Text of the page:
12 questions to ask in firm M&A post-coronavirus

As a consequence of the COVID-19 pandemic, accounting firm M&A activity will likely grind to a halt during the second and third quarters of 2020. However, once that activity resumes, the lingering effects of the pandemic will require greater scrutiny of some issues.

The pandemic will bring about a few major changes in how accounting firms operate, meaning that firms looking to merge must evaluate transactions with an entirely new lens.

Mergers by accounting firms are not immune to this scrutiny and due diligence teams for both the acquirer and the merged-in firm will need to consider certain aspects of acquisitions from a fresh perspective. Accounting firm leaders will need to evaluate transactions through an entirely new lens, but those that can adapt for the issues listed below will be able to explore M&A activity with greater confidence.

1. Finding a merger partner
In many cases, negotiations begin in earnest only after a firm has had a chance to meet and consider several possible merger partners. For those firms that have not already completed this step, how will this process need to change so that the right merger partner can be identified and serious discussions can commence?
2. Assessing the client base
What percentage of the firm’s clients are in vulnerable industries, particular those that have been hardest hit? For example, industries such as restaurants and bars, travel and hospitality, and retail. What percentage of clients remain at risk to close their businesses or to seek bankruptcy protection?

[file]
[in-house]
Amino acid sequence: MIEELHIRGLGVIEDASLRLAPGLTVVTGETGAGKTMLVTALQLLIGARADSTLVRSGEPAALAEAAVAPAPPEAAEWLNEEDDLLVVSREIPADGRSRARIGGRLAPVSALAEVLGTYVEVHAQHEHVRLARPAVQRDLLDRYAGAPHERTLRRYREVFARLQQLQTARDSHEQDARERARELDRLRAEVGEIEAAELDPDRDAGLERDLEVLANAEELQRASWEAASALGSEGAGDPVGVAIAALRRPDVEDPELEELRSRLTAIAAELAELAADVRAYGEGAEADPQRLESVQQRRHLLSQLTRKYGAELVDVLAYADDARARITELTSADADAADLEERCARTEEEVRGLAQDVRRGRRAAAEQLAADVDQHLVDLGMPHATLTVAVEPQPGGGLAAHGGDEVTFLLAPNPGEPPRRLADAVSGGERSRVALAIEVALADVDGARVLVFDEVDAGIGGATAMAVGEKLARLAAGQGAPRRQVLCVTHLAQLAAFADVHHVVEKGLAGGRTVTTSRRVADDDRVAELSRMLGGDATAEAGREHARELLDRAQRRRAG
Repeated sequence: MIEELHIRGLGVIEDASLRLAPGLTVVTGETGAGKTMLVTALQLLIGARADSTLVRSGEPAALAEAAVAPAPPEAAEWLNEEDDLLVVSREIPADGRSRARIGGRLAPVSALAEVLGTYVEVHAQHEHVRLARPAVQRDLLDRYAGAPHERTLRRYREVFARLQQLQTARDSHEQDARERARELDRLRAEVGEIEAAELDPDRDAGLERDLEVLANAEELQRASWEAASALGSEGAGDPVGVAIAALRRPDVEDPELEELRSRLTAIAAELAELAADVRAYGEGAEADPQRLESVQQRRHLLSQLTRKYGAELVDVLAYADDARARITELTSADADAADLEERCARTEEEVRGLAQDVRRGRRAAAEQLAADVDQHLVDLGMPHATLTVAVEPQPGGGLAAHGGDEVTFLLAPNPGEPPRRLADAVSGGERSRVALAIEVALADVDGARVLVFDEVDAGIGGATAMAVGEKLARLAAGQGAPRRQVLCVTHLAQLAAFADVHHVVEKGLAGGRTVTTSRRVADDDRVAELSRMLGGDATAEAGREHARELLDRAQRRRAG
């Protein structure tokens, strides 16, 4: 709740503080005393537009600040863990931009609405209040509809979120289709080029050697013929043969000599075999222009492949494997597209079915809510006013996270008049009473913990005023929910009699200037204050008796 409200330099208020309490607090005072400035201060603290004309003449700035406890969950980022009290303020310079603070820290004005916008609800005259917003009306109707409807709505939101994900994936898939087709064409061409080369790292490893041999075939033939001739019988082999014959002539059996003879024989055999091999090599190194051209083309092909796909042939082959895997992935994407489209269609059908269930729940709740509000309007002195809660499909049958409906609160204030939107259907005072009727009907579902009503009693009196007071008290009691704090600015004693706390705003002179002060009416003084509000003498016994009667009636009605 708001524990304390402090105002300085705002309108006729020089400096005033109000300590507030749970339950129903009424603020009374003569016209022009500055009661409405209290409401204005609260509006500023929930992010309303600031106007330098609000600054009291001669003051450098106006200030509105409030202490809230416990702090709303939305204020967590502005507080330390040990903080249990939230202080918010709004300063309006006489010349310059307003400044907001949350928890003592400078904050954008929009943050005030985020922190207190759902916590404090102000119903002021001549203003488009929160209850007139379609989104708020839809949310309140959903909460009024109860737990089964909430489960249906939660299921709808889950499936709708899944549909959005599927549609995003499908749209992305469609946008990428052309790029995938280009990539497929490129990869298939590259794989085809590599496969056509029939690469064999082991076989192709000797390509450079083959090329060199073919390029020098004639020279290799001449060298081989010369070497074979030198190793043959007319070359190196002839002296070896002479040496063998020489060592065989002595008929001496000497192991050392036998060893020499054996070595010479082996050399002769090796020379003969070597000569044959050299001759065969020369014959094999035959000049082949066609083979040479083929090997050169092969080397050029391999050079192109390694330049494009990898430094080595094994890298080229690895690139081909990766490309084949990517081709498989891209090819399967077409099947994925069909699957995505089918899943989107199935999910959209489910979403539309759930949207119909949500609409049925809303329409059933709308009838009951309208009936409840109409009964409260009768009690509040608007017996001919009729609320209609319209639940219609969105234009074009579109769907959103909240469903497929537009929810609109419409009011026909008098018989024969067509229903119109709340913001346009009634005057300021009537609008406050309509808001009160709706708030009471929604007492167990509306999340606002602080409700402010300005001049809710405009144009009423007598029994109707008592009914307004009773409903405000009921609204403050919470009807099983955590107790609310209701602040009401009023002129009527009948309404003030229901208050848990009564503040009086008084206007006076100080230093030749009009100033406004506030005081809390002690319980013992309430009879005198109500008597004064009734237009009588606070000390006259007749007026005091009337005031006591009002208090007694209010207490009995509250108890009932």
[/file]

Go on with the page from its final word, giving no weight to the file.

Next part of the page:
3. Evaluating financial condition
How has the disruption in business impacted collection of accounts receivable? Have the days to collect lengthened and by how much? Have adequate reserves been established for an increase in uncollectible accounts receivable and WIP?
4. Stating the deal terms
How is merged-in partner compensation tied to future revenue generated from clients? How have ancillary services, such as financial planning or litigation consulting, been impacted?
5. Assessing the workforce
Has the firm experienced material layoffs and furloughs? How have those changes impacted continuity of client service and responsiveness?
6. Analyzing remote access and availability
How adept was the firm at transitioning to working remotely while remaining accessible to clients? Does the firm’s infrastructure raise any concerns about security issues?
7. Measuring risk management and business continuity protocols
Are the firm’s emergency and risk management protocols sufficient? What plans are in place for business continuity and succession planning?
8. Evaluating material contracts
Does the firm have any long-term or material contracts that are not readily terminable? Is the firm at risk of default under any of its contracts, particularly with a lender or its landlord?
9. Analyzing leases
Does the firm have more space than it needs, and who will be responsible for the cost of that excess space? What percentage of the firm’s workforce is likely to continue to work remotely?
10. Determining cultural fit and reviewing due diligence
Decisions about whether potential new partners are a cultural fit have traditionally been based upon face-to-face meetings. Will remote communication and online access to documents be sufficient for purposes of due diligence without the benefit of site visits?
11. Addressing collaboration and integration
How will partner and staff collaboration succeed if people continue to be reluctant to travel and meet in large groups until a vaccine is available? What challenges will need to be overcome in order to integrate computer systems and migrate client data?
12. Defining material adverse changes
Once discussions about a combination commence, what material adverse changes or events should terminate the deal, such as a reduction in revenue by a set percentage or the loss of material clients? Would the occurrence of another shut-down trigger the right to terminate?
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